The Word of Mouse: New Age of Networked Media

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The 2, page book was written by Ferdinand Columbus, the son of famed explorer Christopher Columbus, and scholars he hired. The library apparently had 15, to 20, books, of which only a fraction have survived. Apparently Columbus was interested in all kinds of literature, including not only the well known religious documents of the era and the usual Greek and Roman classics, but also newspapers, handbills, contemporary poetry and newly written books, many of which are unknown today.

Comments Off on The first universal library. Atlanta editors Ralph McGill left and Eugene Patterson right both won Pulitzer Prizes for distinguished editorial writing during a hate-filled era in the American South. A Sept. Its a good lesson for the 21st century. Comments Off on A nobler resolve. Posted in Currents.


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The murder should be investigated, a UN special commission said in June, Joel Simon, director of the Committee to Protect Journalists, wrote: Journalists over the past two decades have encountered some terrible fates. Comments Off on Saudi murder of journalist is depravity. Posted in Currents , Uncategorized. The painting, by Moritz Daniel Oppenheim, was made in Pope Pius IX backed the order to take the child in Comments Off on Revisiting the Mortara controversy. Comments Off on Broadcasting has always been intertwined with politics.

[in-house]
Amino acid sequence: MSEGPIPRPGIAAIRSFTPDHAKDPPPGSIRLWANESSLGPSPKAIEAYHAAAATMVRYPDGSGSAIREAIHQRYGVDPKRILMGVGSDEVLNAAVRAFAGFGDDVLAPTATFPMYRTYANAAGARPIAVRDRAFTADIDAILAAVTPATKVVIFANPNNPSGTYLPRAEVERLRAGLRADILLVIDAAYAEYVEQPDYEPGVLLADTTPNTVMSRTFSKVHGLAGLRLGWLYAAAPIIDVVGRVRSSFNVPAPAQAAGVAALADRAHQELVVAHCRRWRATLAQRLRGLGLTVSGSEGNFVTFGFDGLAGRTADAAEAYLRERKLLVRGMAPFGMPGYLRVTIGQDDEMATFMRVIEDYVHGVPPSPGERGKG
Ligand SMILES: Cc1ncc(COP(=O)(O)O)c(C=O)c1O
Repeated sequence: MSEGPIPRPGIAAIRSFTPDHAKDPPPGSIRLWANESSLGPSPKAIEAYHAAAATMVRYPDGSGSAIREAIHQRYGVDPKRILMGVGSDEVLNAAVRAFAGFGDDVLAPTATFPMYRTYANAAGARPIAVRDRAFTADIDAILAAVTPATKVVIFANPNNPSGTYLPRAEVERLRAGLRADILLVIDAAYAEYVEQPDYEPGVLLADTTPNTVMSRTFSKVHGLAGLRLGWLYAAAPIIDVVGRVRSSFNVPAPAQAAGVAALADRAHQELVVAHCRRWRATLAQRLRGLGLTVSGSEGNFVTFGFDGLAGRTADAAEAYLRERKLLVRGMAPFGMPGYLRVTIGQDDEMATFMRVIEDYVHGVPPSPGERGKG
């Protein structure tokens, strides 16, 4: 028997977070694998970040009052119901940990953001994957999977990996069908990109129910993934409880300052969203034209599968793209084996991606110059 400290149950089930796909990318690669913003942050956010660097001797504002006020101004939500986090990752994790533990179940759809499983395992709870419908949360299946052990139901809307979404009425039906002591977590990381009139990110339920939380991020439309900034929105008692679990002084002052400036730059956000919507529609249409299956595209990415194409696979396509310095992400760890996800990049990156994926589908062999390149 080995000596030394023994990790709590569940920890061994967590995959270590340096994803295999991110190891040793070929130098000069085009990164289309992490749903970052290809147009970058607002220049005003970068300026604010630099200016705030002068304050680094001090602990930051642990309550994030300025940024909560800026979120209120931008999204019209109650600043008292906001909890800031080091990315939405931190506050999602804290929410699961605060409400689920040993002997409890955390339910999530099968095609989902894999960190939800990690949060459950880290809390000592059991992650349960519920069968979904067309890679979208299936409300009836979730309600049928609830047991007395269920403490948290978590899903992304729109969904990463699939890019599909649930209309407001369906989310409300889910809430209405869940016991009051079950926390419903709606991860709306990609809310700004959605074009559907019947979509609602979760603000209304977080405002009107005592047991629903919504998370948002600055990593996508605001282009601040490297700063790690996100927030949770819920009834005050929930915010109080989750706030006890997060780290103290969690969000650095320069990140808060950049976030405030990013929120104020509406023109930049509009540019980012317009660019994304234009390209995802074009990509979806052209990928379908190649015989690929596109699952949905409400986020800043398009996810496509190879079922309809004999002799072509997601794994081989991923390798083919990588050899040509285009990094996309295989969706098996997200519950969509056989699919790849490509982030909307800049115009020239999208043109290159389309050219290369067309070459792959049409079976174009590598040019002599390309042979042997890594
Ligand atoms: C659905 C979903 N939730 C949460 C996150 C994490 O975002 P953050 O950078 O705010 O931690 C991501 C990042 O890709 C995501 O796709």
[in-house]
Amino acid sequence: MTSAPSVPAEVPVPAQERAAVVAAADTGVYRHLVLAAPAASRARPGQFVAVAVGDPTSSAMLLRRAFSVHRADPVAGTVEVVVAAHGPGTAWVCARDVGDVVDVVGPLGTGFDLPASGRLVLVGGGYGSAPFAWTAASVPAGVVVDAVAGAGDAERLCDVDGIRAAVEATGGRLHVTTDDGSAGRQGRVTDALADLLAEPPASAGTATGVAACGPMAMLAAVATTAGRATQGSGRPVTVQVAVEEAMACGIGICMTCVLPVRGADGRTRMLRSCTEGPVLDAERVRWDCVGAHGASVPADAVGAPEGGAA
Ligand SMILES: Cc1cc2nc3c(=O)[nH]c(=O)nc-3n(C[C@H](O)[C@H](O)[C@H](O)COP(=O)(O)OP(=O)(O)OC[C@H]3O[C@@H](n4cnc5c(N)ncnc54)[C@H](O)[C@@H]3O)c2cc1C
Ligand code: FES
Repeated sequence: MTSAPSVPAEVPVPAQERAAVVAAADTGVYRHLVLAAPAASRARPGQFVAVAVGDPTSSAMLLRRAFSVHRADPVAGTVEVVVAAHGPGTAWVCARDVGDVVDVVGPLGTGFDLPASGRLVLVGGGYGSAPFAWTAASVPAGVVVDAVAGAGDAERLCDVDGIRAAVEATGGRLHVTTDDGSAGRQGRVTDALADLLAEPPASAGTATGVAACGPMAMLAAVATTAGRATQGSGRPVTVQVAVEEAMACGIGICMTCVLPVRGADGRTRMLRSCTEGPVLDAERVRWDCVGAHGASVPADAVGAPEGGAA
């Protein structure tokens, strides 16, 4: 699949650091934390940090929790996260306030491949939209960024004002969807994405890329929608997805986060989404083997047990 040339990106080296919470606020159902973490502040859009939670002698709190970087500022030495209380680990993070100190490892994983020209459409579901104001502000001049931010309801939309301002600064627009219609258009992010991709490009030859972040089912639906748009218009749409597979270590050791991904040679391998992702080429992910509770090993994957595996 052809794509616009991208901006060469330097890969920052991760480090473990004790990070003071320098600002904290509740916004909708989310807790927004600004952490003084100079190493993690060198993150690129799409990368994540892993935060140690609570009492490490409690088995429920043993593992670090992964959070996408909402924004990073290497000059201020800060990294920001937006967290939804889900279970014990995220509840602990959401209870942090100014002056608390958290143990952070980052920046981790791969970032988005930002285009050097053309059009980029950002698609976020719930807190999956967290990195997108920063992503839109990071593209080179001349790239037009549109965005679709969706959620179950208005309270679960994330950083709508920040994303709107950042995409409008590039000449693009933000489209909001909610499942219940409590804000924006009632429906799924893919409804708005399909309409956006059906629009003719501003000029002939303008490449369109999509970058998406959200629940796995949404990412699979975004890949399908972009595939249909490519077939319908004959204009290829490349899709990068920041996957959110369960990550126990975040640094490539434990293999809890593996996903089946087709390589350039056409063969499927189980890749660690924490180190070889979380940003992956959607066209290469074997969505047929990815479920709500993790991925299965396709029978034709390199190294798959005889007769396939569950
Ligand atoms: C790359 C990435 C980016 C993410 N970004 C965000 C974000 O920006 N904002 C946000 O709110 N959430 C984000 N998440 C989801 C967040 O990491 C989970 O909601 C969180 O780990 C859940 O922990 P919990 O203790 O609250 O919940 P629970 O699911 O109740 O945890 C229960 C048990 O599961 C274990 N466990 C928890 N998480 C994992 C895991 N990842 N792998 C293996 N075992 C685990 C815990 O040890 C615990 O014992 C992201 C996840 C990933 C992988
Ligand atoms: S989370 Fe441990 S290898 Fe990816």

Was it something about German people? This was widely believed in the years following WWII, but not so much today. Alternately, do all people have destructive tendencies that may surface anywhere, at any time?

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The Word of Mouse: New Age of Networked Media - AbeBooks - Jim Banister:

If so, what are the conditions that breed genocide? This critically acclaimed survey of media history is now in a second edition. A great place to find and read the originals. Of interest to historians: history of copyright , also history of libel , and history of advertising law. Trotter rejected the view that racial equality could come in stages. Harold Edgerton , a pioneer of high speed photography, is remembered in this July Smithsonian video about filming atomic explosions.